Earthseed round 5 (what is Earthseed?)

(Previous rounds are here)

So if Earthseed is primarily a series of ideas captured in the writings of Olamina, what exactly are those ideas? Here are a few key points.

God is change.
As I quoted in the first entry:

All that you touch
You Change.
All that you Change
Changes you.
The only lasting truth
Is Change.
God
Is Change.

If there’s one constant in the universe, that constant is change. So the only thing that truly could be called God, reasons Olamina, is change. Not a god of change but a god who is change.

This is a very impersonal god, not a loving one, not a kind one, not even a vengeful one. It’s inhuman and inhumane; in that way, it bears some awful resemblances to the horror-gods who don’t care enough about humans to want to help or hurt them.

This isn’t the same as a Buddhist statement that all things are impermanent. Olamina elevates change to godhood, saying that change isn’t just a fact of life, but the closest thing there is to God. If there is anything worth worshiping, it’s change.

Shape God.
This risks feeling passive – why take any action, when change is God? So the second tenet is to shape God / shape change. Partially, this is a matter of being prepared for the changes you can see coming; anticipate, prepare, consider what is likely to occur in the days to come, and don’t just hope for the best. If you want a particular outcome, be prepared to act to make it happen. Otherwise, you are buffeted by change and at its mercy.

This won’t save you in the face of death, nor will it be a magic talisman against suffering. But acting to shape God means you are accepting the situation in which you exist, including the likelihood and constancy of change, and taking steps to ensure the changes happen in the way you want.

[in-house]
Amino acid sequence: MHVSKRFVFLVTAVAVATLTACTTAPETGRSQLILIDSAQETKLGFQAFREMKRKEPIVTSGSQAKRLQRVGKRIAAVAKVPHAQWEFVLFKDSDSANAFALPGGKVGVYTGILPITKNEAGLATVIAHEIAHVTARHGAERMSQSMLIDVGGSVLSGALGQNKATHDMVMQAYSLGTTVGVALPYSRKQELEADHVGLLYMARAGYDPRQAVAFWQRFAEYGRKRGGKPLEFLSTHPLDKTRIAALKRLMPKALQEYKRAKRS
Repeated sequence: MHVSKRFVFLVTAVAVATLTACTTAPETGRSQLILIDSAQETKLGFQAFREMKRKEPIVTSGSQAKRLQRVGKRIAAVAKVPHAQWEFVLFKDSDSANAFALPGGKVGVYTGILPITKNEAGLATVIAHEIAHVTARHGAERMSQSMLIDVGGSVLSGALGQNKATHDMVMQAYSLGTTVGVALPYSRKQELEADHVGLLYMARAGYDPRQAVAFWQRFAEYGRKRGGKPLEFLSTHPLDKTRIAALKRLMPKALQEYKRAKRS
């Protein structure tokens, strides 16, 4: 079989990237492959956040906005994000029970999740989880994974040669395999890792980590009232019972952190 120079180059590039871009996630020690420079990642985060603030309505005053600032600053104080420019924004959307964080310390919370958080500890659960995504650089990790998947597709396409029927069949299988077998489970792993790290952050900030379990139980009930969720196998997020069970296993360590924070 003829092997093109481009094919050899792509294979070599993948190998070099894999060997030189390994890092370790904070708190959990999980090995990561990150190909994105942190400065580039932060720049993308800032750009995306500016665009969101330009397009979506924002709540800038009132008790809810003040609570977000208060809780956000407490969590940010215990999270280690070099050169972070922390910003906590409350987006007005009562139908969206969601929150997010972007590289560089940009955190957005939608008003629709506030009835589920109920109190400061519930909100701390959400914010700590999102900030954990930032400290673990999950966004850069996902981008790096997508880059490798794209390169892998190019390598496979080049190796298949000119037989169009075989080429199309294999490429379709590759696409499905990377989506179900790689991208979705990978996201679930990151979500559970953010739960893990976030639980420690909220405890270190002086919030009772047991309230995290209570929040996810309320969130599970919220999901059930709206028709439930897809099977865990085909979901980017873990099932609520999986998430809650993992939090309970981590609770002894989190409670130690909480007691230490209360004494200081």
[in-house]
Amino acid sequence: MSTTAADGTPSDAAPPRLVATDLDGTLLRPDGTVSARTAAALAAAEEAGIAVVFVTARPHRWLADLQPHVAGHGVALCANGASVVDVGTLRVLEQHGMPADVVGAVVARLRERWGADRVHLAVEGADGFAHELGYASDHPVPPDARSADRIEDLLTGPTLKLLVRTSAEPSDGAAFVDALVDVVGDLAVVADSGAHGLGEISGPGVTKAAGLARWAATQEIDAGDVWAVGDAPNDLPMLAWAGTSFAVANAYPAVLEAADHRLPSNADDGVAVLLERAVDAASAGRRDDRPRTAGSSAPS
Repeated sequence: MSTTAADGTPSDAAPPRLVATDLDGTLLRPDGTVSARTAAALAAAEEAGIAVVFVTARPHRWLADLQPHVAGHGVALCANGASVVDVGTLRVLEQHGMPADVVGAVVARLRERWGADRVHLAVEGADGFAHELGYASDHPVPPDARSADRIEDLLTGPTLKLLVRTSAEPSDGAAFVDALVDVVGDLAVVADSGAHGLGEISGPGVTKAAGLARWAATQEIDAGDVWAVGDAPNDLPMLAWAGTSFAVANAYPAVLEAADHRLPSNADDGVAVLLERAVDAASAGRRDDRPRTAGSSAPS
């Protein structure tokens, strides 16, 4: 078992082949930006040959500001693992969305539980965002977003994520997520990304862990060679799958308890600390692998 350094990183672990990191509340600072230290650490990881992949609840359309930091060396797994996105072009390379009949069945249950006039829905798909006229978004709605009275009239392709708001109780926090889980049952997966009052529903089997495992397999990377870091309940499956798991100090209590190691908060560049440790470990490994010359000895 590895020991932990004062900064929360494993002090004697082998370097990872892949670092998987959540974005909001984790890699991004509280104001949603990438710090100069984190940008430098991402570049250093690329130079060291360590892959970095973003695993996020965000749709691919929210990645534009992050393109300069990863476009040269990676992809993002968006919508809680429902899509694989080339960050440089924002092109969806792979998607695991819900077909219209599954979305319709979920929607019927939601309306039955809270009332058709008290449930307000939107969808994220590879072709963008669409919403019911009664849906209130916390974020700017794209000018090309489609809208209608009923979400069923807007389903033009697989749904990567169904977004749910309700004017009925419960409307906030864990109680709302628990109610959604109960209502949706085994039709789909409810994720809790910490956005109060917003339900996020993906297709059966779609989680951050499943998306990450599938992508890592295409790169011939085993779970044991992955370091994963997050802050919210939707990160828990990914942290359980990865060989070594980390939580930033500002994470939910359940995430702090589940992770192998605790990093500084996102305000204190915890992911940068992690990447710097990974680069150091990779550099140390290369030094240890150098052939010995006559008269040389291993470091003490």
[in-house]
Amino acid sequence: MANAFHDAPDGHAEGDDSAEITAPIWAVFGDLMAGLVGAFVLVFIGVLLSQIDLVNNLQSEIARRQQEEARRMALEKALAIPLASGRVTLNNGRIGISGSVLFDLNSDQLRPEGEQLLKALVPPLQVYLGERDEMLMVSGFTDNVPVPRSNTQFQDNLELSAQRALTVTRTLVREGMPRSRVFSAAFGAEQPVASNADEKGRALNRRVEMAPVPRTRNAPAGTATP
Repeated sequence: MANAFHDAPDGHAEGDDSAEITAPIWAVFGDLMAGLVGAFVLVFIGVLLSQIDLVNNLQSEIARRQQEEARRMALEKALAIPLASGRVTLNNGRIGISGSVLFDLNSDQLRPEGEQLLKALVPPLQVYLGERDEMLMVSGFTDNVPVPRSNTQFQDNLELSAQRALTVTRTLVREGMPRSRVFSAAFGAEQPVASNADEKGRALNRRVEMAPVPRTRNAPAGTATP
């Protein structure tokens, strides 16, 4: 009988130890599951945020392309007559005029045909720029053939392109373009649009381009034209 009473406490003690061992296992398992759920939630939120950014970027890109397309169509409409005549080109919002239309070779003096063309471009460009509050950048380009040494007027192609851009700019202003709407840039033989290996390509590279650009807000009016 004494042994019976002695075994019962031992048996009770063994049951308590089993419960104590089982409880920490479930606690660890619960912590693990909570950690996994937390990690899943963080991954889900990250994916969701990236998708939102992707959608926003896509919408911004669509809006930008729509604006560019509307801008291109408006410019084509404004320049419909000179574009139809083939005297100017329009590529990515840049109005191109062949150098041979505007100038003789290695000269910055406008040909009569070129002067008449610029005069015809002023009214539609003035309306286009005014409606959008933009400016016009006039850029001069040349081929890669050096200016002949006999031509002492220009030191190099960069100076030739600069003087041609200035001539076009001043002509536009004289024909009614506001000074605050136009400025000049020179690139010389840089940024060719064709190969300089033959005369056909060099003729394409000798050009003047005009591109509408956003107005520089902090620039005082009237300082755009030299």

The destiny of Earthseed is to take root among the stars.
This effectively creates a real “heaven” for Earthseed – a promised place in the actual heavens. It’s the end goal of humanity: to travel to other star systems and settle them. Although it doesn’t reach any expression in the first two books, there are hints that this is where Butler wanted to take the series – to explore Earthseed among new colonies. (I have some misgivings about this as a good destiny for humanity – unless we are able to live peacefully, we risk being more like a cancerous infection than a growing seed.)

Prayer is helpful because it focuses the one who prays. Belief without action is inert.
Olamina says that prayer works, but not because there’s anyone listening and granting prayers–because it steels the petitioner to act. (That covers prayers that ask for help, but what about prayers of gratitude or praise? Hm.) Simply holding to a belief and failing to act on it is not enough. Olamina pushes this farther and says that a positive obsession is even better.

Earthseed is not revelation, but fact.
Olamina doesn’t regard herself as a visionary or a receiver of truth. As far as she’s concerned, these are fundamental facts about the universe, observable by anyone who’s willing to examine history and the world around them. “Faith” in the tenets of Earthseed is like having “faith” in a rock: It’s just there, regardless of whether or not you believe in it. So she doesn’t feel like she has to rely on her own charisma, only in educating others to use their own reason.

Butler’s books have inspired new religious movements. Earthseed is a direct link; Solseed is slightly more distant but clearly inspired by Butler.  It’s unclear how large or how strong these movements are, but even if these pages are the work of just one person for just a few months, it’s an impressive example of how fiction can be transported into reality.

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1 Comment (+add yours?)

  1. John Halstead
    May 24, 2016 @ 22:32:55

    Hi ekronald! I’m enjoying your Earthseed series. If you’re interested, I’ll add you to our private Earthseed Facebook group. We’re a fledgling group — only about a half dozen people — but we’re always looking for fresh ideas.

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